Two researchers, from Northwestern University and the University of Illinois have demonstrated a stretchable lithium-ion battery that can power stretchable electronics. What makes this new creation interesting is the fact that one does not have to connect it by a cord to a physical charging outlet. Moreover, these can be used anywhere – even inside the human body.
Northwestern University’s Yonggang Huang and the University of Illinois’ John A. Rogers in their demonstration attempted to power a commercial light-emitting diode (LED), and the battery continued to work even when the researchers stretched, folded, twisted it and then mounted it on a human elbow. Researchers claim that the stretchable battery can work for eight to nine hours, and once out of power can be recharged wirelessly.
Huang explains, “We start with a lot of battery components side by side in a very small space, and we connect them with tightly packed, long wavy lines. These wires provide the flexibility. When we stretch the battery, the wavy interconnecting lines unfurl, much like yarn unspooling. And we can stretch the device a great deal and still have a working battery.”
What is even more interesting is that the power and voltage of the stretchable lithium-ion battery is similar to that of a regular lithium-ion battery of the same size. What sets them apart, however is that the flexible battery can stretch up to 300 percent of its original size and continue to function.
Both, Huang and Rogers developed a certain “pop-up” technology, owing to which circuits can bend, stretch and twist. They placed the circuits systematically and then connected them using a metal wire. Once the array of circuit elements is stretched, the wires pop up. However, that method cannot be applied in case of a stretchable battery. For the pop up interconnect to work, there needs to be a lot of space. Now while circuits can be placed with space between them in a systematic arrangement, battery components have to be placed such that they produce a small, but powerful battery. “There is not enough space between battery components for the “pop-up” technology to work,” the post explains.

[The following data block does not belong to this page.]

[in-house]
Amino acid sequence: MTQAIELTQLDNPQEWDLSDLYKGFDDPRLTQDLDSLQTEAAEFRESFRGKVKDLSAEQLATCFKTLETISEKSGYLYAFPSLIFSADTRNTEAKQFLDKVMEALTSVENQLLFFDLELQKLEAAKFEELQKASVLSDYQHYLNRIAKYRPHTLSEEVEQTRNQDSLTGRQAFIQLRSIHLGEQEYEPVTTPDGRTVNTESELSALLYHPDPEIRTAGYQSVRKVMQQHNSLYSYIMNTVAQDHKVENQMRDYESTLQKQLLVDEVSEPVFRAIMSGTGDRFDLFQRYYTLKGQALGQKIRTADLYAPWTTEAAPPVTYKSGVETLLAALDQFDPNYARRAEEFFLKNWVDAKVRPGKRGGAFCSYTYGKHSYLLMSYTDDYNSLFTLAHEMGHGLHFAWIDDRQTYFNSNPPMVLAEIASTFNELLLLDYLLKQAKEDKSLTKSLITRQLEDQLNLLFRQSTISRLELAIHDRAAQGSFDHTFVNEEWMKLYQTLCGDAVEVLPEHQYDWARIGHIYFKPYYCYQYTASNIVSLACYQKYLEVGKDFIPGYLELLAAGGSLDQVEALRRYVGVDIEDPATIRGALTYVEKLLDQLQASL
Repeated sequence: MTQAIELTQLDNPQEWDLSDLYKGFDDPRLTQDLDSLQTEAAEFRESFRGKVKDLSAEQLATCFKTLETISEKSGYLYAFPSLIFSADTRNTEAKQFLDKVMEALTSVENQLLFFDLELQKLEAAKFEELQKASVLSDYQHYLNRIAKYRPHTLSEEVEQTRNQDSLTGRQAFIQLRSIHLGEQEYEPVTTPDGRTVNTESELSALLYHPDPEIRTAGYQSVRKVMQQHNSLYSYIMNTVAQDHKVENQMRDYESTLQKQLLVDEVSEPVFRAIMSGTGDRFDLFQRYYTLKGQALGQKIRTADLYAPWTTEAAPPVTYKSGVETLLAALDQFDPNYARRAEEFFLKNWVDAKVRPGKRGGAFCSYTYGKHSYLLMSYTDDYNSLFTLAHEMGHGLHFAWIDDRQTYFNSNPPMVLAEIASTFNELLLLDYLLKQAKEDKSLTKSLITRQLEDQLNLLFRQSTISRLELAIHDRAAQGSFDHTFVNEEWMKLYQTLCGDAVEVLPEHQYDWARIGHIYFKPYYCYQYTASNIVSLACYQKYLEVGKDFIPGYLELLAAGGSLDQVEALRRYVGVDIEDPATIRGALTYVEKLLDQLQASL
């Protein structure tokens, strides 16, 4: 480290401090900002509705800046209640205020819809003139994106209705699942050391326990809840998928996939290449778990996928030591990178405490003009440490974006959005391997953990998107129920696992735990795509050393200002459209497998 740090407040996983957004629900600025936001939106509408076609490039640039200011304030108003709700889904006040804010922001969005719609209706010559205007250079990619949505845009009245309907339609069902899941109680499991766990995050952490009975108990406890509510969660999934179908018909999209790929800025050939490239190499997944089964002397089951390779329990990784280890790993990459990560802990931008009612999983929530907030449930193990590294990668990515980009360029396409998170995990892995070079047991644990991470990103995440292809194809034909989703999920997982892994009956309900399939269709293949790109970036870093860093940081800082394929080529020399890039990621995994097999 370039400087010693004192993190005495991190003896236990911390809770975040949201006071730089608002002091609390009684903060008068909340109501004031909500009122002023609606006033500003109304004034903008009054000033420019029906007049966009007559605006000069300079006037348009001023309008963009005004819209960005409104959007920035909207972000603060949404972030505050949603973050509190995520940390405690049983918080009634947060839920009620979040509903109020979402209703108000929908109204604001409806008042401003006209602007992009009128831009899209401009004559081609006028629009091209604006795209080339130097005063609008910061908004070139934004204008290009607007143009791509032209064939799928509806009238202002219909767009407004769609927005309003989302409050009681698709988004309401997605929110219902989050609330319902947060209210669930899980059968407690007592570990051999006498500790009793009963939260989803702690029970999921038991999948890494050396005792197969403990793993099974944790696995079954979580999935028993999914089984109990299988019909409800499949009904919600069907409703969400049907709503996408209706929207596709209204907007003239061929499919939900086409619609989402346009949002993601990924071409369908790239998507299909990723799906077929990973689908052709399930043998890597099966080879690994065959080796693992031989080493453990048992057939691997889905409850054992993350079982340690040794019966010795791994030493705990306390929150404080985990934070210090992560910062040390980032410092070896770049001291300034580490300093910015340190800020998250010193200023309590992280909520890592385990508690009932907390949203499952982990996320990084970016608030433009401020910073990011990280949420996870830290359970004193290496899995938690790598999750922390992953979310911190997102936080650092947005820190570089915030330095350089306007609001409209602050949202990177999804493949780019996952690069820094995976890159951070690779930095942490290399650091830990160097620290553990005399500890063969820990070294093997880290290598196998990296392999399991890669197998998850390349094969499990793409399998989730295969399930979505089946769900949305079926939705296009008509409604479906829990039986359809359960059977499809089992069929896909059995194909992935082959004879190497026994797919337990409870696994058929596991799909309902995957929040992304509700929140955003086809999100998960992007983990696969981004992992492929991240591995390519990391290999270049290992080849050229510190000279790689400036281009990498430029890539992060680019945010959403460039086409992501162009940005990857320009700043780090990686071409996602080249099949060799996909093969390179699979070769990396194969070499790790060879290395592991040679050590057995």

Huang reveals that they used metal wire interconnects – long, wavy lines and filled up the small space between battery components. The way this works is that the power travels through the interconnects.
“The unique mechanism is a “spring within a spring”: The line connecting the components is a large “S” shape and within that “S” are many smaller “S’s.” When the battery is stretched, the large “S” first stretches out and disappears, leaving a line of small squiggles. The stretching continues, with the small squiggles disappearing as the interconnect between electrodes becomes taut,” the post adds further.
Huang says, “We call this ordered unraveling. And this is how we can produce a battery that stretches up to 300 percent of its original size.”
Some characteristics of the stretchable battery include the fact the stretching process is reversible. The battery’s design is such that stretchable, inductive coils can be included to allow charging through an external source, removing the need to have a physical connecting port.
During the course of their research, Huang, Rogers and their teams found that the stretchable battery is capable of 20 cycles of recharging with little loss in capacity.